News Feature | December 9, 2013

The Best And Worst Retailers Of 2013's Q3

By Anna Rose Welch, associate editor

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Rankings show importance of e-commerce, highlight tough markets, and emphasize the desperate need for a couple more turnarounds

Third-quarter earnings reports have flooded in, and with them, the top retailers of the quarter have been declared. The numbers show that Amazon is the bigger winner for 2013’s Q3. In the latest quarter, the online retail giant showcased a 24 percent growth in revenue from the same time period a year ago.

This shouldn’t come as much of a surprise considering the growing number of consumers turning to e-commerce over the past year. comScore reports that desktop-based e-commerce spending has grown 13 percent year-over-year, reaching $47.5 billion. While comScore remarks this is a little bit lower than the prior quarter, this quarter still stands as the sixteenth consecutive quarter of year-over-year growth. Despite the fact that consumers’ interest in the housing and automobile industries have caused some diversion of discretionary spending, e-commerce accounted for 9.4 percent of consumers discretionary spending in the third quarter — the highest third quarter share on record. And if the position of Amazon doesn’t already suggest it, comScore still expects the e-commerce growth rate to overtake that of brick-and-mortar stores in the future.

However, Amazon has a little bit more than just the rising popularity of e-commerce to thank for its success in the third quarter. Upon the release of the financial results, CEO Jeff Bezos presented a long list of accomplishments, ranking from the launch of Login & Pay, the release of new Paperwhite and Kindle Fires featuring the Mayday button, the newly added seven-day shipping, the moving of 8 million square feet of fulfillment center capacity online, and the deployment of 1,382 Kiva robots in three of its fulfillment centers. Needless to say, new initiatives at Amazon have not only kept the online retailer busy, they can be attributed to its growth.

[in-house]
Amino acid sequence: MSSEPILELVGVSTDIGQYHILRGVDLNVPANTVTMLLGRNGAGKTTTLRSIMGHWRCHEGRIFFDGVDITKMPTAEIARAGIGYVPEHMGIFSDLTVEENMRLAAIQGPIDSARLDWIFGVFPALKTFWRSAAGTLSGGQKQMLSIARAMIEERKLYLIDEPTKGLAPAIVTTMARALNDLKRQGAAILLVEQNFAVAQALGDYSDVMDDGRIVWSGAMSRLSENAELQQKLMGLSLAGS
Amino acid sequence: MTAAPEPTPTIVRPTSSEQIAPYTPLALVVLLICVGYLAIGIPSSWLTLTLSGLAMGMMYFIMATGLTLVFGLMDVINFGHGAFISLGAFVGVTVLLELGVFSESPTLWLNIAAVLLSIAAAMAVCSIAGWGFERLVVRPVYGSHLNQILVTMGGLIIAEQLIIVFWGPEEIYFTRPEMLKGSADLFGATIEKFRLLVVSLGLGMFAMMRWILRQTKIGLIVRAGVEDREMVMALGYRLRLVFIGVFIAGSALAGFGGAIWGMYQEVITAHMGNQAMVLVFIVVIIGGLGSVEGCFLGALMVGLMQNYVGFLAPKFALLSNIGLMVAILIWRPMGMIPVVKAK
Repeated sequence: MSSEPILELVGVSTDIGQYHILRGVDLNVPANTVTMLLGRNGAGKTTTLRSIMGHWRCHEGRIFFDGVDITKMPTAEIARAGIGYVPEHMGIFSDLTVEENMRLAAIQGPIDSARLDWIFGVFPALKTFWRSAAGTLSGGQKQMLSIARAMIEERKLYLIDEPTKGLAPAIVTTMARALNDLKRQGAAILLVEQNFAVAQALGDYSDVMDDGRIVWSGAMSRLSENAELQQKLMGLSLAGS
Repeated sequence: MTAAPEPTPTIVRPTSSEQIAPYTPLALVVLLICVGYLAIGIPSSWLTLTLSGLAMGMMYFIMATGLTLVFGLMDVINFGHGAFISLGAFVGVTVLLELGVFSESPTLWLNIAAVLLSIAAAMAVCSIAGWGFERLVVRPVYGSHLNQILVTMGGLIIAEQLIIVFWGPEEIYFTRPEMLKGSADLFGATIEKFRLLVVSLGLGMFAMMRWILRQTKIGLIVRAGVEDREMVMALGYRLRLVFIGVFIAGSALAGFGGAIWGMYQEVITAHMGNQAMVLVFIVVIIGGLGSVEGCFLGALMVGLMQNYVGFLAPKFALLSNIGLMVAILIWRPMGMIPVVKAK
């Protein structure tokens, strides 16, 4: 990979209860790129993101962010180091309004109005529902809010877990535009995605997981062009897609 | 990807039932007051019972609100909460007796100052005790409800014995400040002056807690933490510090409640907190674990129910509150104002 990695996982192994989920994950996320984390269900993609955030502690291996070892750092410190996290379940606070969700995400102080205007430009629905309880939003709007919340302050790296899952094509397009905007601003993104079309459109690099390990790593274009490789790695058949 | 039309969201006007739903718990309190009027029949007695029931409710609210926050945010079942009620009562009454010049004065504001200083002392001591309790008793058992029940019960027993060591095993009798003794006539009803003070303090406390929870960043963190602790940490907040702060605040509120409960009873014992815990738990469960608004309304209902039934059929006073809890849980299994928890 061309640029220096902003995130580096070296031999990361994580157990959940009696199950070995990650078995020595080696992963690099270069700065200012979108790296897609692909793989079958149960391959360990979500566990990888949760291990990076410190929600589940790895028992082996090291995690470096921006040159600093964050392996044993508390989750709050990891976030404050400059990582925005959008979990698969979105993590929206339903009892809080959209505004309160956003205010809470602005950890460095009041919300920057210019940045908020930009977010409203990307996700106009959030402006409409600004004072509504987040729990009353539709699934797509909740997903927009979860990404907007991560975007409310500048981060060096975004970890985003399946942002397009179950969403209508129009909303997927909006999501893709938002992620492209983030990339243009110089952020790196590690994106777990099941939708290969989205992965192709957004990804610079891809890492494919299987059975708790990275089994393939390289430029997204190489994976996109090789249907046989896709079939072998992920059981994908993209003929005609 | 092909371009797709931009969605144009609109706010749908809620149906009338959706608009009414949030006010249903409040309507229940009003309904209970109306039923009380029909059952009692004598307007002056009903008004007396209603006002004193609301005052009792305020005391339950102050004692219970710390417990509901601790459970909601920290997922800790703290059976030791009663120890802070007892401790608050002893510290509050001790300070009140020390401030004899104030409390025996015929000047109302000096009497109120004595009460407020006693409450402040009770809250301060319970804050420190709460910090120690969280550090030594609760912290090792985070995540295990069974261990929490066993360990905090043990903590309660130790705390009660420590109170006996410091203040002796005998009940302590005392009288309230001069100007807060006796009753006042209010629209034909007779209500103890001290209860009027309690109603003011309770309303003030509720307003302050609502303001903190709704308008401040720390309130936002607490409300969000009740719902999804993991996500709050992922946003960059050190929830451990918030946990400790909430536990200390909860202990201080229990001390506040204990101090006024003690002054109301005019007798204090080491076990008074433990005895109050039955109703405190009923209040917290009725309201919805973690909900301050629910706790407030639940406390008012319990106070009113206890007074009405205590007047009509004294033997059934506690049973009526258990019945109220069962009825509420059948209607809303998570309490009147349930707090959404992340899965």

Following Amazon, the remaining top five retailers in order of highest to lowest revenue gains year-over-year include: GameStop, which boasted an 18.8 percent increase, Lululemon Athletica with a 17.9 percent climb, Cabela’s figures show a 12.9 percent increase, and Urban Outfitters had revenue growth of 12 percent. GameStop in particular experienced strong growth from new software sales, including the in-demand Grand Theft Auto V, and from gaming console sales, including Nintendo’s 3DS and 2DS systems.

Responding to the consumer influence: retailers are increasing their technology budgets

The retailers ranking in the bottom five are also come as little surprise, given the struggling teen retail market and the large amount of media attention emphasizing existing turnarounds or the need for change post-haste. In order of greatest to least amount of loss, the five lowest performing retailers in the third quarter of 2012 were: Abercrombie and Fitch with 12 percent revenue loss, Sears’ figures showed a loss of 7.2 percent, American Eagle finished down 6 percent, JC Penney came in down 5.4 percent, and Staples lost 4 percent.

Given the competitive nature of teen retailers in the market, there is no surprise that A&F comes in with the largest amount of loss, considering the recent media coverage surrounding CEO Mike Jeffries’ controversial statements and investors’ demands for his replacement in the spring. While the company is working to improve offerings, most remain firm that the company would be better off in the hands of someone with a new vision. JC Penney’s new CEO has begun to make a bit of a comeback with reports of increasing same-store sales, but whether or not the brand will continue to lift itself out of the still has yet to be seen.

Sears, however, is still in somewhat questionable hands, following Eddie Lampert’s appointment as CEO in February. Lampert, who decided to combine Sears and Kmart in 2005, is currently being criticized for not investing enough in the business, leaving the brand to continue “selling its body parts so it stays alive today,” analyst Brian Sozzi says. Indeed, the company recently decided to spin off its Land’s End clothing business in a further desperate attempt to stay afloat amidst increasing competition from Walmart, Target, and online retailers. However, this spinoff is not expected to do enough to save what Sozzi declares is “a brand going down the drain” due to an overall failure to “do enough to stay competitive.”

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